There is therefore a continuing need for a good, afe, all-purpose, single coat roofing compound which is capable of application to both old and new roofs. It is the primary object of this invention to provide such a composition.

This and the other objects of this invention, appearing more fully hereafter, are accomplished by providing a glass fiber-rubber latex roofing composition. Through deposition upon a roof of a single coat of this composition, a novel roof comprising a roof base and a coat of a glass fibrated rubber latex is produced.

It is preferred that the rubber latex constituent of the compositions of this invention be neoprene latex, since the coating compositions produced therewith result in a high tensile, high modulus, neoprene bonded glass fabric which is comparable to the structure formed by the two stage process of laying down glass fiber textiles and then mopping in an asphalt emulsion. Furthermore, this neoprene latex roofing composition is characterized by ease of application, good aging properties, low temperature flexibility and flame resistance.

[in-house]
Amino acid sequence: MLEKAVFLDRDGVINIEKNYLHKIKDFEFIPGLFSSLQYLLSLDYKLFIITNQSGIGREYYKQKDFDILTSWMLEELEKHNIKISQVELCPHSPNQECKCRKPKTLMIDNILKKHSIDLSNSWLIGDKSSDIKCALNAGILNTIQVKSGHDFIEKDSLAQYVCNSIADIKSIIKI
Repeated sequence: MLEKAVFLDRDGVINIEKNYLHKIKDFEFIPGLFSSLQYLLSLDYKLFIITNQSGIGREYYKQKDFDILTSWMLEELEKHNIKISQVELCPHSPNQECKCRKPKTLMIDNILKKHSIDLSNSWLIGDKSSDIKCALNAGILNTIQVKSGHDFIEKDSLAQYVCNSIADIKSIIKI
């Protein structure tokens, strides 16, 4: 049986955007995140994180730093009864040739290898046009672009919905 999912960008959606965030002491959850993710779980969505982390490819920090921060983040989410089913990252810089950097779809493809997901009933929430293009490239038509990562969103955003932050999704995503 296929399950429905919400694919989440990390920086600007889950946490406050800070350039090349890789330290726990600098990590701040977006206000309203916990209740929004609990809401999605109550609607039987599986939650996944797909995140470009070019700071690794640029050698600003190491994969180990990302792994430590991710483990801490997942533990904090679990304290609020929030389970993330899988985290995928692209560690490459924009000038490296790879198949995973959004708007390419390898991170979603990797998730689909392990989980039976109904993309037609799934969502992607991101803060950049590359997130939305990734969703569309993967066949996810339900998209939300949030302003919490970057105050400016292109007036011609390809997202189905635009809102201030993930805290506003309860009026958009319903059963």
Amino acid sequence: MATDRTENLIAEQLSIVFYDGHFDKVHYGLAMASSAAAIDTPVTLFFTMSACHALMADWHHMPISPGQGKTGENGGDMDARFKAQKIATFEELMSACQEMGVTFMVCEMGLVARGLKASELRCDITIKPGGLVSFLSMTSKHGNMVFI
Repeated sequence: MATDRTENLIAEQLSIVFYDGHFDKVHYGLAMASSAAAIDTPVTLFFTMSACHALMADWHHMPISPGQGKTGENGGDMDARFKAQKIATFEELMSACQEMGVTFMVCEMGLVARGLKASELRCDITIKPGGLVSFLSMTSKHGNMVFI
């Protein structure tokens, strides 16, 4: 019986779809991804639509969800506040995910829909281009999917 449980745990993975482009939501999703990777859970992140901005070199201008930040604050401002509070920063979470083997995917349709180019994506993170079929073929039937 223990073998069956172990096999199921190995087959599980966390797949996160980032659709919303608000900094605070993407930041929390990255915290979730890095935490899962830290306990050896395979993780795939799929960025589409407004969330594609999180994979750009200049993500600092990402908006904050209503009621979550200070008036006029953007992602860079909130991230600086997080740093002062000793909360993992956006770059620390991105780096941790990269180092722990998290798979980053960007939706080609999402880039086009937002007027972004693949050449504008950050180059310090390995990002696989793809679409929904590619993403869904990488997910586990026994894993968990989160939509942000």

Patented Feb. 21, 1967 In general, the roofing compositions in this invention contain, in addition to a glass fiber and a rubber latex, one or more of: a surface active agent, an antioxidant, a filling agent, a thickening agent, a wetting agent and a curing agent. These and the other ingredients of the compositions of this invention will be discussed more fully hereinafter.